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The Daily


Your handy guide to the 2009 Wisconsin Book Festival

"When we walk," Thoreau wrote, "we naturally go to the fields and woods." True enough, but so what? Once you've arrived at the literary meadows and forests of the Wisconsin Book Festival, the great Henry David's aphorism is little help finding a path through its thickets of words -- and there must be scores of trails from which to choose. >More
 Wisconsin Book Festival 2009: Bonnie Jo Campbell speaks

Novelist and short-story author Bonnie Jo Campbell's new collection, American Salvage, traverses the bleak social and economic landscapes of rural Michigan, where methamphetamine labs are as common as unemployment. >More
 Wisconsin Book Festival 2009: Michelle Wildgen speaks

In a wide-ranging interview, Michelle Wildgen discusses the genesis and evolution of her new novel, But Not for Long, and its characters, the challenges and rewards of writing it, real-life apprehensions and anxieties, courage and what she always carries with her. >More
 Wisconsin Poetry Festival examines Lorine Niedecker, other poets

The Lorine Niedecker Wisconsin Poetry Festival will be held Saturday and Sunday, Oct. 3 and 4, in Fort Atkinson. Events include workshops, panel discussions, exhibits, poetry readings and tours of landmarks associated with the late Niedecker, a Wisconsin native and internationally respected poet, including her former cabin on Blackhawk Island. >More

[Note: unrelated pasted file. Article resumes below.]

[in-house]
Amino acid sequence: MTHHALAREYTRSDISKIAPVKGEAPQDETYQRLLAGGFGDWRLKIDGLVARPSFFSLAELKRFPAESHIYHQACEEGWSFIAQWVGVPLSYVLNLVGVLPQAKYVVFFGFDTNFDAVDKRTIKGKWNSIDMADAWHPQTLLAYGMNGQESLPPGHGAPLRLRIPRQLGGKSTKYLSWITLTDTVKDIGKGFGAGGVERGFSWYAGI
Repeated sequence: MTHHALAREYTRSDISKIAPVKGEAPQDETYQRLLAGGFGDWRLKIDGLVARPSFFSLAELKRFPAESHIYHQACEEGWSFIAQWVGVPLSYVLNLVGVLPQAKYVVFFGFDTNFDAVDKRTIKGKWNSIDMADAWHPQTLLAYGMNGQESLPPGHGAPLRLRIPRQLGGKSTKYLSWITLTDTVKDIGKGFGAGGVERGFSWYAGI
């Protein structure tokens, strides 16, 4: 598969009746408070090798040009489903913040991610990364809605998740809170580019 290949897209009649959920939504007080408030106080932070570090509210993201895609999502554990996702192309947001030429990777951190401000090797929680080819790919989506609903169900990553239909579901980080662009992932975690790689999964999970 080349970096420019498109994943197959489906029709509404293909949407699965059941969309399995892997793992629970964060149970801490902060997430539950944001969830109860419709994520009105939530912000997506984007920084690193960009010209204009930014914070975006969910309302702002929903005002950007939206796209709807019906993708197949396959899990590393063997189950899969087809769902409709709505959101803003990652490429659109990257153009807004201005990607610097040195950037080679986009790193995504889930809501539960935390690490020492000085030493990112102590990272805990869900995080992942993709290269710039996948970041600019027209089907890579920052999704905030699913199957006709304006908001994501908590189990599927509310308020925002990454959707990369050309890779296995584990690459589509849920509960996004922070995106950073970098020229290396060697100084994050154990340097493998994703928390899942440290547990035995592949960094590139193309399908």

A Book A Week: Beguilement by Lois McMaster Bujold

I really had high hopes for Beguilement, which is the first volume of a series called The Sharing Knife. My hopes were high not so much because I had heard anything about this book, but because I wanted it to be good. >More
 No Time to Wave Goodbye by Jacquelyn Mitchard is skillful, ludicrous

Jacquelyn Mitchard's latest book, No Time to Wave Goodbye, exhibits all the traits that have made her so successful and well loved: brisk, journalistic prose, a group of readily identifiable characters and a tale that tugs at the emotions with the insistence of a wayward child. >More
 A Book A Week: Daniel Isn't Talking by Marti Leimbach

Marti Leimbach's Daniel Isn't Talking came out in 2006 and I remember reading some of the press about it with interest. Autism was in the news a lot because I think 2006 was the height of the autism/vaccination link controversy; not that autism has stopped being in the news. >More
 A Book A Week: The Dressmaker by Elizabeth Birkelund Oberbeck

This book was so forgettable that I forgot to blog about it. It's one of the books I bought at Powell's in Portland, Oregon, back in the beginning of August. The plot sounded like something I would like: a simple tailor in rural France is transformed into a leading couturier when he creates a fabulous wedding dress for a socialite. >More
 Lorrie Moore, at long last

At 52, novelist and short-story writer Lorrie Moore has lived in Madison nearly half her life. Yet Moore, in both her work and the way others perceive her, retains a curious insider-outsider relationship to the Midwest. >More
 A Book A Week: Happens Every Day by Isabel Gillies

I thought this book was a novel about a crumbling marriage. It turns out that it's a true story about a crumbling marriage, which makes it a little weirder to read. If it were a novel it would fit squarely into the "domestic fiction" category that I love so much. Is there such a thing as "domestic nonfiction?" >More
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